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New Study: Hispanic Immigrants Driving 1/4th of NV Economy

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 By Michael Clifford/David Law, Contact
March 16, 2007

It's not the kind of numbers you hear a lot about in the often-heated debate over immigration, but a new study finds Hispanic immigrants are an essential force driving the state's economy. Hispanic immigrants make up 16 percent of the state's population, get 10 percent of the pay, and according to Robert Ginsburg with the Center on Work and Community Development, make a contribution far greater than their numbers.

"From the work that they do and then the money they spend, you add that all together and that accounts for a quarter of the state's economy."

Nevada now ranks fifth in the nation for the percentage of immigrants in its population. Ginsburg says it's because they work in dynamic sectors of the economy, like agriculture, mining and gaming that they exert such a powerful force on the economy.

Assemblyman Mo Denis hopes future legislative debates will factor in the study's findings, including the fact that the economic impact also supports over 100,000 additional jobs.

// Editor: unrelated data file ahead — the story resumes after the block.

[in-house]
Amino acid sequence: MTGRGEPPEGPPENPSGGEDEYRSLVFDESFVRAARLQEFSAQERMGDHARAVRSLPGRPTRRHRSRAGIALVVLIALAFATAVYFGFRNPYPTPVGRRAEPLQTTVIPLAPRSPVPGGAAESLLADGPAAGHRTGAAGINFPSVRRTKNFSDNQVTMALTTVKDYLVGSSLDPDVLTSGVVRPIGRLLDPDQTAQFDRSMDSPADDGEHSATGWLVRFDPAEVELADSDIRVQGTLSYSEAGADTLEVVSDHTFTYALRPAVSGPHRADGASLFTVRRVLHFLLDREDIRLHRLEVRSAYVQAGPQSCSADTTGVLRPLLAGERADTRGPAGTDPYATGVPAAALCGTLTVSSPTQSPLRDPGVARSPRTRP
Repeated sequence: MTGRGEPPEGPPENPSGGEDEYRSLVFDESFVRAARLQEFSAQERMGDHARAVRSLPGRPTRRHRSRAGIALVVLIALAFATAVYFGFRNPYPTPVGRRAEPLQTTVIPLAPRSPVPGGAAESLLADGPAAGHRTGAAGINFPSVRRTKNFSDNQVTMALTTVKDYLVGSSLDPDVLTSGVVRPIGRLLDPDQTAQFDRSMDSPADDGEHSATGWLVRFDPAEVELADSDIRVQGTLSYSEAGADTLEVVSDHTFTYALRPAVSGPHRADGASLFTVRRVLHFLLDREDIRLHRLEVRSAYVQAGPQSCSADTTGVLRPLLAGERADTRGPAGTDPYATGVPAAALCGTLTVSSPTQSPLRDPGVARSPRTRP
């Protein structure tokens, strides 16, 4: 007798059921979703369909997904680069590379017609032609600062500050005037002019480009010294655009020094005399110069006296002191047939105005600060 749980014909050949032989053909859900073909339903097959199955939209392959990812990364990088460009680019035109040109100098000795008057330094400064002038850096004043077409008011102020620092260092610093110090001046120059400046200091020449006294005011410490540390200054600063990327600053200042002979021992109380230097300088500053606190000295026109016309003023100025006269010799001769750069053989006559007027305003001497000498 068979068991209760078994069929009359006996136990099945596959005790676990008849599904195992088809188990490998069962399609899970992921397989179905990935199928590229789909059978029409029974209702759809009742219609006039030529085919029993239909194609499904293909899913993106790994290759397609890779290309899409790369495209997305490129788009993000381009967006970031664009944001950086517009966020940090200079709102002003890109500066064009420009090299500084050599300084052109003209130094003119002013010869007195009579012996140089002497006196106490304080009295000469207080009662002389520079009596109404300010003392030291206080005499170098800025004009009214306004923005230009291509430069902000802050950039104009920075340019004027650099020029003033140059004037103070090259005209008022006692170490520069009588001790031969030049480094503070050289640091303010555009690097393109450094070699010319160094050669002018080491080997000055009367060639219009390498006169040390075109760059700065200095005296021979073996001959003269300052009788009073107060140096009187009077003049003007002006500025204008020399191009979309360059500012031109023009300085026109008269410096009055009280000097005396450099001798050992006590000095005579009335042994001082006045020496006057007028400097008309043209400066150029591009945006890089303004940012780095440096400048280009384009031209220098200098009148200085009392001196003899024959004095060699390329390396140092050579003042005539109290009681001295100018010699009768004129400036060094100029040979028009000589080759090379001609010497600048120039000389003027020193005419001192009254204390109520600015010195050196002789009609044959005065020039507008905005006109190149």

"You know you hear a lot of people saying that they're costing us money, but in actuality, what we're seeing is that they're actually helping us to be more than, I think per capita, that what the average person does."

Hispanic immigrants now make up a whopping 81 percent of Nevada's agricultural workforce, and researcher Robert Ginsberg says that's just one way they help generate a quarter of the state's economic output, which is also called the Gross State Product.

"You talk about your agriculture and the work they do. It generates a lot of other material that's sold. And the value of the gaming industry, hotels and tourism, you know it ripples through the economy."

The full report is available via email from www.lrake@PLANevada.org.1111111111111

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